he University of Maryland president testified in front of Congress Wednesday for the first time since a massive data breach embarrassed the university and exposed the private information of hundreds of thousands of past and current students, staff, and faculty.
Dr. Wallace Loh told a Senate committee the university has now moved most of its websites to the cloud, expunged 80 percent of its databases, and hired experts to improve its protections.
But the attacker used the anonymous browser ‘Tor’ which masks a user’s location, meaning no one may ever be caught.
Butler University has joined a growing list of higher-education institutions hit by data thieves.
Butler’s president, James M. Danko, said in a letter to those who may have been affected that personal information on as many as 163,000 students, alumni, employees, and even potential applicants might have been obtained by hackers, according to The Indianapolis Star. The data breach was discovered in late May, when a flash drive containing information about some Butler employees turned up in California.
UC Berkeley officials are in the process of notifying approximately 1,600 individuals that their personal information may have been compromised in a data breach of the campus’s real estate division.
The breach allowed unauthorized access to servers that were used to support a number of UC Berkeley real estate division programs. The campus estimates that about 1,300 Social Security numbers and 300 credit card numbers were among the data accessed. The data span from the early 1990s to May of this year.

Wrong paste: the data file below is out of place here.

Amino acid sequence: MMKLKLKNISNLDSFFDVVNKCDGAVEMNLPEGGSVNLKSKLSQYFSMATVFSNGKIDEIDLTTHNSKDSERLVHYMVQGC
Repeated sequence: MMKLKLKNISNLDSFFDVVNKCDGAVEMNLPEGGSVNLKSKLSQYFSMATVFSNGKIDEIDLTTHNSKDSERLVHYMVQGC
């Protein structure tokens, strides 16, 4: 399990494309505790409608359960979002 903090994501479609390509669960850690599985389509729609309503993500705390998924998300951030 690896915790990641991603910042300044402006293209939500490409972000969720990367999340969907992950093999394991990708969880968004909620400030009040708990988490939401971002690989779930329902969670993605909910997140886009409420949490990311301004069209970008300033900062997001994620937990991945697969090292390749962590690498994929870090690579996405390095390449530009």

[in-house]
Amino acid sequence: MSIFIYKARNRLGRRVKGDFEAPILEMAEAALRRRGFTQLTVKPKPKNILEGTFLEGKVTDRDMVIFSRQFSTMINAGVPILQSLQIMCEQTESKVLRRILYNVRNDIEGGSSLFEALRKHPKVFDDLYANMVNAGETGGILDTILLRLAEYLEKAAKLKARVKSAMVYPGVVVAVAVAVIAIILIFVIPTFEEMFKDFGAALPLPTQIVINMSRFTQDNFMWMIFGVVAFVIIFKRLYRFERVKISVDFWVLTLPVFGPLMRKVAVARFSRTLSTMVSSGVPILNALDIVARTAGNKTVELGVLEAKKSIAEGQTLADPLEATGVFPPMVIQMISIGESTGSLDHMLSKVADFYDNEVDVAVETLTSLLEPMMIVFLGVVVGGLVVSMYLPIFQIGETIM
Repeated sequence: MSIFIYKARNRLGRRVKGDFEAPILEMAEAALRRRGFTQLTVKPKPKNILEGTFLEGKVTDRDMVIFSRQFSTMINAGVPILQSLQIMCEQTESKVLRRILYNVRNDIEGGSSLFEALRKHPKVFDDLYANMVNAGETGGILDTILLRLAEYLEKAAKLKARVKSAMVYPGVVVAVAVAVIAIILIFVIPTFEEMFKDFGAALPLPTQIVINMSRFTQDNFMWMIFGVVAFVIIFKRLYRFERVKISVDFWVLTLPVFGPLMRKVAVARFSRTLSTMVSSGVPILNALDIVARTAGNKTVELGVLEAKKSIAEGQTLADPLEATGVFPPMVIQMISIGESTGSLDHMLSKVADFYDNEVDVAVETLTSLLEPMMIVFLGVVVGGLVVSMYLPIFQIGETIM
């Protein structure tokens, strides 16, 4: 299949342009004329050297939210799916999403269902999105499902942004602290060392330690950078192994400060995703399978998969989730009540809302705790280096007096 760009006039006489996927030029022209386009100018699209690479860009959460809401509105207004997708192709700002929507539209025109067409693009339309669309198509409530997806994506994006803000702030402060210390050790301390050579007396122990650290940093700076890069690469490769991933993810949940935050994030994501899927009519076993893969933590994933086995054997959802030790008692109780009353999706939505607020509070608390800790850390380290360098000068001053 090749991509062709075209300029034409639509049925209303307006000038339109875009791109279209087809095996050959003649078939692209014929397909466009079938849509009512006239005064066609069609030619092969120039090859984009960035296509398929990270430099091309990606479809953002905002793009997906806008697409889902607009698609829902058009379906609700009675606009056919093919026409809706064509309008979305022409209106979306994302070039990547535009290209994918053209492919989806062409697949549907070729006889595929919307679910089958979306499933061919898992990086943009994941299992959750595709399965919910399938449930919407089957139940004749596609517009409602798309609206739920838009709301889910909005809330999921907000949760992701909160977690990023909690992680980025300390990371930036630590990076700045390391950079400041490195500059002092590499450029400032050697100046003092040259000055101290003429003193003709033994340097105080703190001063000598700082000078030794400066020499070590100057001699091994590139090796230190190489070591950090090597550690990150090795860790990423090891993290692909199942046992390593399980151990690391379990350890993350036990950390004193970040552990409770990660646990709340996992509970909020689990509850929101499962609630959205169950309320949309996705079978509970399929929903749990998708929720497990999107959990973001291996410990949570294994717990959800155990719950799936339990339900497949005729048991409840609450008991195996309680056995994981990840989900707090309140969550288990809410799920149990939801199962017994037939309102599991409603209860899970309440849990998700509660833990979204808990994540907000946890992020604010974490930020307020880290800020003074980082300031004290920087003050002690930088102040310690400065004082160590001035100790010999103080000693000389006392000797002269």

Few institutions budget in advance for data breaches, according to college officials and data-security professionals. Cybersecurity insurance in higher education remains a rarity, despite a consensus among those working in the field that the likelihood of such a breach involves “when,” not “if.”
The list of potential expenses is long. It includes forensics consultants, lawyers, call centers, websites, mailings, identity-protection and credit-check services, and litigation. Breaches can prompt major campus projects, such as risk-management reviews, campuswide encryption, and tests to determine how vulnerable networks are.
The university’s information-technology staff discovered a breach that affected five departmental servers containing information on students enrolled from 1995 to 2012. The servers also contained university ID numbers for 18,949 students.
While more companies are taking action to prevent and respond to a security breach like the recent Home Depot hack, the number of attacks is also on the rise. In the past year alone, an astounding 43% of companies in the United States were hit by a data breach, according to a new study by Experian and Ponemon—a 10% increase from the previous year.
According to the survey, which asked 567 executives of U.S. companies about their preparedness and response plan for a data breach, 73% said their company has plans and teams in place to respond to a data breach (compared to 61% in last year’s survey). However, only 30% of respondents said that plan was effective, and a vast majority (78%) don’t update their plan regularly.